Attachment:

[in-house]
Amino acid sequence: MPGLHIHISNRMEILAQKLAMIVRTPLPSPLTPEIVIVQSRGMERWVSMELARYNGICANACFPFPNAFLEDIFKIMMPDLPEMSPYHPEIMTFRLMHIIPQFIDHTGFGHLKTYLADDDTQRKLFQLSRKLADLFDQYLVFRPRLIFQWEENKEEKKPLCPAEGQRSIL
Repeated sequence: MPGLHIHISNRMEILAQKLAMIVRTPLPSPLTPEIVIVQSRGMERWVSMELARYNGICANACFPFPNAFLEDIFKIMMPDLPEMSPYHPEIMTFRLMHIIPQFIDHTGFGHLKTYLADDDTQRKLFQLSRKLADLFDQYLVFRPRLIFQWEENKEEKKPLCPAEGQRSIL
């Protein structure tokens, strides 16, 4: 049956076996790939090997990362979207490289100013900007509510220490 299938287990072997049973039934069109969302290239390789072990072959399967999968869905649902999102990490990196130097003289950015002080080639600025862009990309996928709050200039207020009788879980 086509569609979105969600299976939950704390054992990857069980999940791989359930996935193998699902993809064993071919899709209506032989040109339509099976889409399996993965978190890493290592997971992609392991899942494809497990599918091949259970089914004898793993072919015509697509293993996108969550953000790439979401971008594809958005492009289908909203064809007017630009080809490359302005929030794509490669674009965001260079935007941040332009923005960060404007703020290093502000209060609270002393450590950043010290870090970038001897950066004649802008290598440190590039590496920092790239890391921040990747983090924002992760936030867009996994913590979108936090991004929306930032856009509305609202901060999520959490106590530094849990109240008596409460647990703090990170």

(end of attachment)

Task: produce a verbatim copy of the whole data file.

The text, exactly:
[in-house]
Amino acid sequence: MPGLHIHISNRMEILAQKLAMIVRTPLPSPLTPEIVIVQSRGMERWVSMELARYNGICANACFPFPNAFLEDIFKIMMPDLPEMSPYHPEIMTFRLMHIIPQFIDHTGFGHLKTYLADDDTQRKLFQLSRKLADLFDQYLVFRPRLIFQWEENKEEKKPLCPAEGQRSIL
Repeated sequence: MPGLHIHISNRMEILAQKLAMIVRTPLPSPLTPEIVIVQSRGMERWVSMELARYNGICANACFPFPNAFLEDIFKIMMPDLPEMSPYHPEIMTFRLMHIIPQFIDHTGFGHLKTYLADDDTQRKLFQLSRKLADLFDQYLVFRPRLIFQWEENKEEKKPLCPAEGQRSIL
């Protein structure tokens, strides 16, 4: 049956076996790939090997990362979207490289100013900007509510220490 299938287990072997049973039934069109969302290239390789072990072959399967999968869905649902999102990490990196130097003289950015002080080639600025862009990309996928709050200039207020009788879980 086509569609979105969600299976939950704390054992990857069980999940791989359930996935193998699902993809064993071919899709209506032989040109339509099976889409399996993965978190890493290592997971992609392991899942494809497990599918091949259970089914004898793993072919015509697509293993996108969550953000790439979401971008594809958005492009289908909203064809007017630009080809490359302005929030794509490669674009965001260079935007941040332009923005960060404007703020290093502000209060609270002393450590950043010290870090970038001897950066004649802008290598440190590039590496920092790239890391921040990747983090924002992760936030867009996994913590979108936090991004929306930032856009509305609202901060999520959490106590530094849990109240008596409460647990703090990170």